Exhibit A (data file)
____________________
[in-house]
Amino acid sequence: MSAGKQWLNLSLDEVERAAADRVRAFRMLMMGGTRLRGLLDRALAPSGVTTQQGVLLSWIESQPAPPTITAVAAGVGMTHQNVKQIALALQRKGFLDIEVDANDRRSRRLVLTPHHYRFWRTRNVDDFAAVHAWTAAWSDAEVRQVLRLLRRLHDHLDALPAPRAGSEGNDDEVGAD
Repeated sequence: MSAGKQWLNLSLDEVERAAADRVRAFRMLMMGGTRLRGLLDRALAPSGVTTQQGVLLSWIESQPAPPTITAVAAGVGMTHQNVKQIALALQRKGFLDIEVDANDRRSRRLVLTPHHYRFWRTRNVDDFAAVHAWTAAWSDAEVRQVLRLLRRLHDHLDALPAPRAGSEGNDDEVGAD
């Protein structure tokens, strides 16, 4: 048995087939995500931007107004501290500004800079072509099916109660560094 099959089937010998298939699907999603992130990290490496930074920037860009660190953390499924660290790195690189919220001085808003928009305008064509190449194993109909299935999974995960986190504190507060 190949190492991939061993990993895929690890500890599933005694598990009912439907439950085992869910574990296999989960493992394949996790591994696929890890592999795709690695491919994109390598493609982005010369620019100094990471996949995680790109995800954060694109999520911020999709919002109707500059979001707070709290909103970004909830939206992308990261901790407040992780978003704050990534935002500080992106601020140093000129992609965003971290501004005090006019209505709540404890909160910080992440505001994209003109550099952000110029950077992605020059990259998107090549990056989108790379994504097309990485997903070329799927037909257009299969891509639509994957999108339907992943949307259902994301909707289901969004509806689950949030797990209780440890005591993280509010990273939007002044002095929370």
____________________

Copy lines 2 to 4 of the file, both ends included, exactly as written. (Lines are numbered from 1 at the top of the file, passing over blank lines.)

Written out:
Amino acid sequence: MSAGKQWLNLSLDEVERAAADRVRAFRMLMMGGTRLRGLLDRALAPSGVTTQQGVLLSWIESQPAPPTITAVAAGVGMTHQNVKQIALALQRKGFLDIEVDANDRRSRRLVLTPHHYRFWRTRNVDDFAAVHAWTAAWSDAEVRQVLRLLRRLHDHLDALPAPRAGSEGNDDEVGAD
Repeated sequence: MSAGKQWLNLSLDEVERAAADRVRAFRMLMMGGTRLRGLLDRALAPSGVTTQQGVLLSWIESQPAPPTITAVAAGVGMTHQNVKQIALALQRKGFLDIEVDANDRRSRRLVLTPHHYRFWRTRNVDDFAAVHAWTAAWSDAEVRQVLRLLRRLHDHLDALPAPRAGSEGNDDEVGAD
């Protein structure tokens, strides 16, 4: 048995087939995500931007107004501290500004800079072509099916109660560094 099959089937010998298939699907999603992130990290490496930074920037860009660190953390499924660290790195690189919220001085808003928009305008064509190449194993109909299935999974995960986190504190507060 190949190492991939061993990993895929690890500890599933005694598990009912439907439950085992869910574990296999989960493992394949996790591994696929890890592999795709690695491919994109390598493609982005010369620019100094990471996949995680790109995800954060694109999520911020999709919002109707500059979001707070709290909103970004909830939206992308990261901790407040992780978003704050990534935002500080992106601020140093000129992609965003971290501004005090006019209505709540404890909160910080992440505001994209003109550099952000110029950077992605020059990259998107090549990056989108790379994504097309990485997903070329799927037909257009299969891509639509994957999108339907992943949307259902994301909707289901969004509806689950949030797990209780440890005591993280509010990273939007002044002095929370």